When it comes to gym design, choice of flooring is easily overlooked. Our customers regularly acknowledge after the fact that they wish they’d given the choice more consideration at the outset to reduce fitting costs later and future-proof their spaces.
It’s not cheap to start over. So head of PAVIGYM UK + Ireland, Steve Shaw, outlines some quick considerations that will help you make straightforward choices about your flooring early on, save money later, and best complement the look and the feel of your new space.
1. WHERE ARE YOU LAYING YOUR GYM FLOORING?
First up, think about what happens in the areas where you’re putting your new floor. Sounds obvious, right? But we often see this point either forgotten or ignored, and it can result in the early replacement of a new floor.
It’s possible to broadly categorise your list of activities into Technical or Non-Technical Areas. Start with each Technical Area – or “fitness space” – first. When it comes to flooring, these are your priority areas. Pay particular attention to any functional training and free-weight spaces that you’ve designed.
Make a quick note of all the activities that are going to take place in those areas:
- Will it be multi-use or focused on just one activity?
- Will the floor double-up as a training tool with markings or be plain in design?
- What experience do you want your customers to have?
- Will users sweat heavily in this space over time?
- How heavy duty does the flooring need to be? Will weight be dropped on the floor regularly? Has the sub-floor been prepared sufficiently?
- How is the use of this space likely to evolve over time?
- Can I add functionality and flexibility with something different, like a turf track?
This will generate a short list of musts, things that your flooring has to be able to handle before you start shopping.
2. MIX & MATCH
When it comes to multi-use technical areas, businesses will often choose multi-purpose flooring in areas used for anything from weight-training to mind-body. However, more and more we’re seeing brands invest in activity-specific flooring designed for a purpose, especially when there’s more floor space available to carve out niche areas in the customer experience. For example, PAVIGYM Motion flooring in group exercise spaces or Endurance in strength training areas. For free weight areas, or gyms that want to keep the noise to the minimum, you’ll need to consider something like our ACOUSTIC range.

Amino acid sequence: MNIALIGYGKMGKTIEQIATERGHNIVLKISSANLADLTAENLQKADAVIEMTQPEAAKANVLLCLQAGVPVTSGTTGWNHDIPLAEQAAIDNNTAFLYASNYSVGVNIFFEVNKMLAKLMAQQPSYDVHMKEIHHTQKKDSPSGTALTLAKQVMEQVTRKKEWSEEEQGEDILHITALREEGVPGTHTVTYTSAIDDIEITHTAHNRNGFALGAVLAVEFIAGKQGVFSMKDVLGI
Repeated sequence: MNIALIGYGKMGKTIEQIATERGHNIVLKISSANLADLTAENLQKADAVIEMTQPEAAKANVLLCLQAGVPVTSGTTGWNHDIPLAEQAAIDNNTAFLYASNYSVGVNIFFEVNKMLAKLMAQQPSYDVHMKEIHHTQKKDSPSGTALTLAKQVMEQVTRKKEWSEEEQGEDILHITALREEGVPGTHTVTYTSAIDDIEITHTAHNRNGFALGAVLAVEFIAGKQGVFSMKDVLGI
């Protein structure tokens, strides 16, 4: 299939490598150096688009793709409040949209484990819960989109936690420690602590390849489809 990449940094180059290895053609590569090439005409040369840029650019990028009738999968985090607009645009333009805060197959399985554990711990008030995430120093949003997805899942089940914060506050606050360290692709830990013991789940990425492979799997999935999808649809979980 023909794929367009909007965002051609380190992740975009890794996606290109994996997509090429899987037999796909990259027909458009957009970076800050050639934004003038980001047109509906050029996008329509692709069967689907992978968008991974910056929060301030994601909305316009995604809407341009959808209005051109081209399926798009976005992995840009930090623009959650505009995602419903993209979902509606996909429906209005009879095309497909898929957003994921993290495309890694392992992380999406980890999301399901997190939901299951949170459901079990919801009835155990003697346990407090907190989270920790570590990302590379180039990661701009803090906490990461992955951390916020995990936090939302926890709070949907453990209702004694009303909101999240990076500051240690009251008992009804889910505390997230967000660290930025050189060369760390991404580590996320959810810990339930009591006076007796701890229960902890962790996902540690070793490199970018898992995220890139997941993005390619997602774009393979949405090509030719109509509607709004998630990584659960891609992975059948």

Everyone has to make choices between cost and quality; everyone has a budget to manage. Try to save money where you can save money and invest in areas where you should spend a bit more. Most of our customers mix and match, which is sensible; spending more on flooring for the most hard-wearing or open areas of the gym and saving money on areas which, for example, might be covered by gym equipment with a large footprint. When you install a new kitchen or bathroom at home, you traditionally tend to spend a bit of extra money than you might on say, the entrance hall. The kitchen-equivalent in the gym is, of course, the place/s that tend to be “free weights”/strength dominant, as this space lends itself to getting bruised and damaged, and can cost you a lot of money further down the line.
3. WEAR IT WELL
Aesthetically, you want your flooring to look as good in year two as it does on day one. Talk to your supplier about how to make that a reality so it doesn’t require a bigger outlay sooner in its life cycle.
If you’re including painted markings on your floor, make sure they’ll be robust enough not to look cheap or tired in 12 months time. Or look into alternative options, such as PAVIGYM’s built-in markings, that will never wear down.
Customer experience still matters above everything else. We’re frequently called in to replace recycled black rubber. Over time it absorbs sweat, doesn’t smell pretty, and rubs off on to hands and clothing; a particularly unpleasant experience for your customers, especially during that nose-down mid-burpee. Consider how this will measure up against what your customers expect from your brand and make an informed and sensible decision.